Study: Indentations on Artificial Femoral Heads Could Improve Implant Longevity

By simulating the textured surface of cartilage, researchers from the University of Arkansas and the Czech Republic have found that using prostheses with square micro-dimples could extend the life of hip implants.

Researchers have developed a method that could extend the life of hip implants by adding an array of microscopic indentations that increase the thickness of the synovial fluid film on its surface.

A primary reason for artificial joint failure—and thus the need for revision surgery—is a loosening of the bond between the implant and bone, which in many cases is caused by the body’s autoimmune response to particles and wear on the surface of the implant, as well as the toxicity of metallic ions released into the body because of this wear.

To address this problem, researchers at the University of Arkansas (including Min Zou, Ph.D, professor of mechanical engineering and Dipankar Choudhury, post-doctoral fellow in the Center for Advanced Surface Engineering), in collaboration with a research group from the Czech Republic, focused on the synovial fluid film that is produced and released by cartilage and forms between the interacting surfaces of the femoral head and the acetabulum.

Although cartilage is removed during hip-replacement surgery, the body produces enough synovial fluid to form a thin layer between the implants. The formation of this film after surgery and especially its thickness determine the long-term success of the implant.

“Lubrication plays a key role in the wear process of the implanted joint interface,” Zou said. “But this mechanism is challenging to understand because of the complex nature of the viscous fluid used for lubrication. Our study reveals promising results for understanding this mechanism better and significantly improving implants.”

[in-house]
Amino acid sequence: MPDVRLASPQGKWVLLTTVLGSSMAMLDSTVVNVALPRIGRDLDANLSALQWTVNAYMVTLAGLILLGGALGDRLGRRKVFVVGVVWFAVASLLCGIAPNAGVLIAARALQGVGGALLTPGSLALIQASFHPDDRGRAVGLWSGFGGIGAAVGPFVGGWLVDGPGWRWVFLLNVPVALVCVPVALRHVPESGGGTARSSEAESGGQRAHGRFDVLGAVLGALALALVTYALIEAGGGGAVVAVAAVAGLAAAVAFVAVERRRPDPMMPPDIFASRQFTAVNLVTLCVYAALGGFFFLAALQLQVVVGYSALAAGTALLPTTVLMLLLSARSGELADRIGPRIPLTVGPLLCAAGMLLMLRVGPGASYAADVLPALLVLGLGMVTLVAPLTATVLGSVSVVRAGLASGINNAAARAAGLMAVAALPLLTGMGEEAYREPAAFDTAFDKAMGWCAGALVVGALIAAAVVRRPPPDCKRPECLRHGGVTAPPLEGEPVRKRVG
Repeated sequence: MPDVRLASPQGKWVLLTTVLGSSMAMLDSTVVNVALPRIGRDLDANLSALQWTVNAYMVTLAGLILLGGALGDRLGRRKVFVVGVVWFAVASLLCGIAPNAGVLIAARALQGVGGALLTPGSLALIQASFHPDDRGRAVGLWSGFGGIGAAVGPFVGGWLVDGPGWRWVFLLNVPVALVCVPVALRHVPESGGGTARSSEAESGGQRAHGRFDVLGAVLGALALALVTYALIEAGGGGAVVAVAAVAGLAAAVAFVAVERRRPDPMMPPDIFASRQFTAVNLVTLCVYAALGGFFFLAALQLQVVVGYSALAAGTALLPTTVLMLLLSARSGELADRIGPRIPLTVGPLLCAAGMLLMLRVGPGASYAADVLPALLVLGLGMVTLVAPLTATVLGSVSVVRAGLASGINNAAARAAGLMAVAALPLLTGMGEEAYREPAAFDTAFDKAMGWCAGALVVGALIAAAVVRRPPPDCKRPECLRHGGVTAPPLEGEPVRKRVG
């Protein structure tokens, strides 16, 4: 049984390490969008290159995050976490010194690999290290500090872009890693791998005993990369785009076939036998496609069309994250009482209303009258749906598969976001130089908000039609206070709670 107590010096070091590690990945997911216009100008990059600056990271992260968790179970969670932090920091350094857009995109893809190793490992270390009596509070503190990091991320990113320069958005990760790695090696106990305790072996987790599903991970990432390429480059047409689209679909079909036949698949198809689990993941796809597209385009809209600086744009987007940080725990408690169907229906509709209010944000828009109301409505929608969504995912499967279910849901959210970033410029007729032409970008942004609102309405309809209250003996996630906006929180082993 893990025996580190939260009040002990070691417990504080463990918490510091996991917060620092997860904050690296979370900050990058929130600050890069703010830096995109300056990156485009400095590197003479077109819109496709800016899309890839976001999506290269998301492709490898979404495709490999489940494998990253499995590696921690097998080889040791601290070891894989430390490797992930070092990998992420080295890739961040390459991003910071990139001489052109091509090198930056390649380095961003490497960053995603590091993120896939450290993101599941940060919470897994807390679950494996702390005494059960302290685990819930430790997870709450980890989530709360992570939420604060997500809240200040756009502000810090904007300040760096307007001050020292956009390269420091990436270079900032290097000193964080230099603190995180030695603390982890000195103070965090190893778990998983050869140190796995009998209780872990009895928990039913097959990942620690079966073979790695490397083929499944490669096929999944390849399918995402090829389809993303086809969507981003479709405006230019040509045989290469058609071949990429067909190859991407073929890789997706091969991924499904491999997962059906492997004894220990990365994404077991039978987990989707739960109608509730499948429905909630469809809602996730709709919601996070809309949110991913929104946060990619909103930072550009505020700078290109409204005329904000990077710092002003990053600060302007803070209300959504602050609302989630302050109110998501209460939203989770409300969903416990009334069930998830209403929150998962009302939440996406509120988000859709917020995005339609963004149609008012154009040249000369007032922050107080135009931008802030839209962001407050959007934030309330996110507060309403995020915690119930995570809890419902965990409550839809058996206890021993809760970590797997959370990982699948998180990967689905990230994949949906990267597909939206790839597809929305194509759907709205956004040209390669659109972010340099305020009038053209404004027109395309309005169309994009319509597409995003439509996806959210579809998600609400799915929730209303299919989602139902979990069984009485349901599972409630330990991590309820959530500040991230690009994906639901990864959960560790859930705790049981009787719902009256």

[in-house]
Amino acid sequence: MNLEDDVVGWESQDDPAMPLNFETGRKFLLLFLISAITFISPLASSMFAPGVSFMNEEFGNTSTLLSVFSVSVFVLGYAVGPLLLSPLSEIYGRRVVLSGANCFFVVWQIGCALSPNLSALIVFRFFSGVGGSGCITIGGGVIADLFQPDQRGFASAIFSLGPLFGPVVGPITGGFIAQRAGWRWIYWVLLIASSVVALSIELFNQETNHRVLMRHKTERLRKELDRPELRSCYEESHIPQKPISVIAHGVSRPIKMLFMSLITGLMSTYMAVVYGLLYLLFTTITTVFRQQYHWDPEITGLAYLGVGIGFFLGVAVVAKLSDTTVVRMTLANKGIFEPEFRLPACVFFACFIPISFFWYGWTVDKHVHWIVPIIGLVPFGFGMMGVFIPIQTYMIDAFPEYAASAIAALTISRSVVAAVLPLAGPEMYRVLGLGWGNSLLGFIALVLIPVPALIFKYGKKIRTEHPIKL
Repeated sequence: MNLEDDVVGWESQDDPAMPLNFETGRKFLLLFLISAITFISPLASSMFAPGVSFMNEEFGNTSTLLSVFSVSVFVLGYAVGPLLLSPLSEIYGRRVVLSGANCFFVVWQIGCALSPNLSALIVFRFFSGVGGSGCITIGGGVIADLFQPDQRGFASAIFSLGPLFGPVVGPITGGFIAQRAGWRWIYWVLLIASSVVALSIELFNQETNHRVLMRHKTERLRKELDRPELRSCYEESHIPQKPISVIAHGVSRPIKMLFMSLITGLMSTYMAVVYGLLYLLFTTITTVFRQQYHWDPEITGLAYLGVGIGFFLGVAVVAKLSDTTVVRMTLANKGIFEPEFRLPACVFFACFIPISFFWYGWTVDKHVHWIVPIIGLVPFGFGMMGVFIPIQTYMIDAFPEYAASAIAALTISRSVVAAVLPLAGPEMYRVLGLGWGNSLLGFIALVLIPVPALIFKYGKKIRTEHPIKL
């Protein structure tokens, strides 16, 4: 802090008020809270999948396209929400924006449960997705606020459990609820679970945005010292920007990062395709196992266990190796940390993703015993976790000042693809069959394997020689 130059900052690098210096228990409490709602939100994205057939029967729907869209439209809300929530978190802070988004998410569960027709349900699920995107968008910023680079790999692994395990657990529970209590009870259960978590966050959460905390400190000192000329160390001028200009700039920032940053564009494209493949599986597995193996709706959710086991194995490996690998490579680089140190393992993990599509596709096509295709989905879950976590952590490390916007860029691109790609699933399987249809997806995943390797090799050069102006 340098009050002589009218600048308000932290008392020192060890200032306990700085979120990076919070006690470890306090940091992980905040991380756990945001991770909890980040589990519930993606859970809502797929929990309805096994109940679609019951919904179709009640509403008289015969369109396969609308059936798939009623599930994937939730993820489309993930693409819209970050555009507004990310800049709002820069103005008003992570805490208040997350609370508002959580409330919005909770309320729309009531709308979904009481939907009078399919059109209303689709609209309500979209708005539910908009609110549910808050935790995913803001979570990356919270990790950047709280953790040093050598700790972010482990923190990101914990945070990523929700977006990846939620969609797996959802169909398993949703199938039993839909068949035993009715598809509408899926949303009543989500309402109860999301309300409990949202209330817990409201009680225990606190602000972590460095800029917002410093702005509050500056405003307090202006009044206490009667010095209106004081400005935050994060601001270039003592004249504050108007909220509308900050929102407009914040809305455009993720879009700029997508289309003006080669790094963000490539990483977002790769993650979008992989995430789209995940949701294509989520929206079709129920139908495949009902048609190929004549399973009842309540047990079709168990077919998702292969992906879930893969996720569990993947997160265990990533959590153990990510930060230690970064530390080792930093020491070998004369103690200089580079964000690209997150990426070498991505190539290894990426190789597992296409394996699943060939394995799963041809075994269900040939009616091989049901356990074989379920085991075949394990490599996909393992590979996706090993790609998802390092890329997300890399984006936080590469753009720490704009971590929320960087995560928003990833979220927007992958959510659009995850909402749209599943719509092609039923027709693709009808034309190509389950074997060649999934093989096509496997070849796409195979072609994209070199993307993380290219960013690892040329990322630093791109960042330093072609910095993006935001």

Rather than manipulating synovial fluid, which most hip prosthesis research focuses on, Zou and Choudhury simulated the textured surface of cartilage to promote the secretion of synovial fluid and enhance thickness of the lubricating film.

Zou and Choudhury designed square-, triangular- and elliptical-shaped indentations on the surface of artificial femoral heads. These prostheses were made of chromium, cobalt and molybdenum and the indentations, fabricated with a picosecond laser, were 20 to 50 micrometers wide and 0.2 to 1 micrometer deep.

Collaborating with researchers in the Czech Republic, Zou and Choudhury joined the prosthetic parts and performed wear and friction tests with a pendulum that simulated the swinging motion of a human leg. When the pendulum returned to equilibrium position—after the lubricant film had fully developed—test results revealed significantly enhanced thickness of film.

Compared to the non-dimpled prostheses, all three shapes improved lubricant film thickness:

  • The prostheses with square- and triangular-shaped indentations demonstrated an average lubricant film thickness 3.5 times greater than the non-dimpled prosthesis.
  • The prosthesis with square-shaped indentations formed its lubricant film less than a second after the pendulum started moving, much faster than all other prostheses, including those with indentations made of other shapes. This clearly demonstrated that shape had a significant effect, according to the researchers.

“We think that prostheses with square-shaped dimples could be a potential solution for durable, longer-lasting artificial hip joints,” Zou said.

Each year in the U.S, orthopaedic surgeons perform more than 300,000 hip replacements, including roughly 36,000 revision surgeries when a replacement wears out. Hip implants generally last 15 to 20 years.

The hip market accounted for 40% of joint reconstruction sales in 2017 ($7,225.7MM), according to ORTHOWORLD estimates.

This study appears in the May 2018 edition of The Journal of the Mechanical Behavior of Biomedical Materials.



Rob Meyer is ORTHOWORLD’s Senior Editor. He can be reached by
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